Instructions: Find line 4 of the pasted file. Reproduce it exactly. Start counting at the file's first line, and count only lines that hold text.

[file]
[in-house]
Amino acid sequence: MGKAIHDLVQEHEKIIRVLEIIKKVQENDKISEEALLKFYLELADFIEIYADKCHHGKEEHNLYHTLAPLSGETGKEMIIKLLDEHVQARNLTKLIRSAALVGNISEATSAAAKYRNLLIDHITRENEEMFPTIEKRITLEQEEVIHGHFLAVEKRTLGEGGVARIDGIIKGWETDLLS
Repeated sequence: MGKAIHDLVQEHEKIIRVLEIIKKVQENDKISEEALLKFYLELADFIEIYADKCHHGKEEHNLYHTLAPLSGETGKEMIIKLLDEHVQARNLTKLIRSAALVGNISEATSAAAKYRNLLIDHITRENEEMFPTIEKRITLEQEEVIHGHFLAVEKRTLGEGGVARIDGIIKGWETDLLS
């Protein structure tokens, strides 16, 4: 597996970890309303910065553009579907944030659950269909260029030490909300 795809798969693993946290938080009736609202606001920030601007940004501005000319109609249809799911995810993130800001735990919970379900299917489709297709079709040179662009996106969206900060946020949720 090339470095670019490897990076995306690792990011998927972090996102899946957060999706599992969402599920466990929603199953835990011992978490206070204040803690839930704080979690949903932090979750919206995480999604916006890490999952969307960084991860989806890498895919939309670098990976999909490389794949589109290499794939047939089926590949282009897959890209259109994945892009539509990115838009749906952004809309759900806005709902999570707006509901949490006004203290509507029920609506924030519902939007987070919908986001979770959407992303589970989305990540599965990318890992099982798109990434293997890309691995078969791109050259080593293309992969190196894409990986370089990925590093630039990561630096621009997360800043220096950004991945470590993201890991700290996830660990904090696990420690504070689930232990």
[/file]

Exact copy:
């Protein structure tokens, strides 16, 4: 597996970890309303910065553009579907944030659950269909260029030490909300 795809798969693993946290938080009736609202606001920030601007940004501005000319109609249809799911995810993130800001735990919970379900299917489709297709079709040179662009996106969206900060946020949720 090339470095670019490897990076995306690792990011998927972090996102899946957060999706599992969402599920466990929603199953835990011992978490206070204040803690839930704080979690949903932090979750919206995480999604916006890490999952969307960084991860989806890498895919939309670098990976999909490389794949589109290499794939047939089926590949282009897959890209259109994945892009539509990115838009749906952004809309759900806005709902999570707006509901949490006004203290509507029920609506924030519902939007987070919908986001979770959407992303589970989305990540599965990318890992099982798109990434293997890309691995078969791109050259080593293309992969190196894409990986370089990925590093630039990561630096621009997360800043220096950004991945470590993201890991700290996830660990904090696990420690504070689930232990």